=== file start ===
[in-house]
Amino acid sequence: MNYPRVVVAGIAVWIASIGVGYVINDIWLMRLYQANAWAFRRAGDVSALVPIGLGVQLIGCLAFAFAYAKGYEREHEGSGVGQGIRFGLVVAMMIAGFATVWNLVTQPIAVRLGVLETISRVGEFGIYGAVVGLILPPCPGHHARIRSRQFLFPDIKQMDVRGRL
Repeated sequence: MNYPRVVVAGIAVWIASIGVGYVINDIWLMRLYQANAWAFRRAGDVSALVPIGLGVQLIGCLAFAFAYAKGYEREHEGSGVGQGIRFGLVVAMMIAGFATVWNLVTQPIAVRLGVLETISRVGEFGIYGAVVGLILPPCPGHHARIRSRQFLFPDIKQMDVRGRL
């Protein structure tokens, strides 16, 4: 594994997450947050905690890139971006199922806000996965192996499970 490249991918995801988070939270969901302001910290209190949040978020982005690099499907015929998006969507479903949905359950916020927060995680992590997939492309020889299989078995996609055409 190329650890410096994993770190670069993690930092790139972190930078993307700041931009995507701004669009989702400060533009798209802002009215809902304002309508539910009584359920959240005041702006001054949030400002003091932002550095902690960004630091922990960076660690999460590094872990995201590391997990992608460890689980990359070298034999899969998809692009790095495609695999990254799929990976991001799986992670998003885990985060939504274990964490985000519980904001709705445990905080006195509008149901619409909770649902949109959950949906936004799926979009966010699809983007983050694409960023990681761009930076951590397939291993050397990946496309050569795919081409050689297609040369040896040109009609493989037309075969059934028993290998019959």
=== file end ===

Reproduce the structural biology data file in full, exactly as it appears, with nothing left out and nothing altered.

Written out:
[in-house]
Amino acid sequence: MNYPRVVVAGIAVWIASIGVGYVINDIWLMRLYQANAWAFRRAGDVSALVPIGLGVQLIGCLAFAFAYAKGYEREHEGSGVGQGIRFGLVVAMMIAGFATVWNLVTQPIAVRLGVLETISRVGEFGIYGAVVGLILPPCPGHHARIRSRQFLFPDIKQMDVRGRL
Repeated sequence: MNYPRVVVAGIAVWIASIGVGYVINDIWLMRLYQANAWAFRRAGDVSALVPIGLGVQLIGCLAFAFAYAKGYEREHEGSGVGQGIRFGLVVAMMIAGFATVWNLVTQPIAVRLGVLETISRVGEFGIYGAVVGLILPPCPGHHARIRSRQFLFPDIKQMDVRGRL
């Protein structure tokens, strides 16, 4: 594994997450947050905690890139971006199922806000996965192996499970 490249991918995801988070939270969901302001910290209190949040978020982005690099499907015929998006969507479903949905359950916020927060995680992590997939492309020889299989078995996609055409 190329650890410096994993770190670069993690930092790139972190930078993307700041931009995507701004669009989702400060533009798209802002009215809902304002309508539910009584359920959240005041702006001054949030400002003091932002550095902690960004630091922990960076660690999460590094872990995201590391997990992608460890689980990359070298034999899969998809692009790095495609695999990254799929990976991001799986992670998003885990985060939504274990964490985000519980904001709705445990905080006195509008149901619409909770649902949109959950949906936004799926979009966010699809983007983050694409960023990681761009930076951590397939291993050397990946496309050569795919081409050689297609040369040896040109009609493989037309075969059934028993290998019959």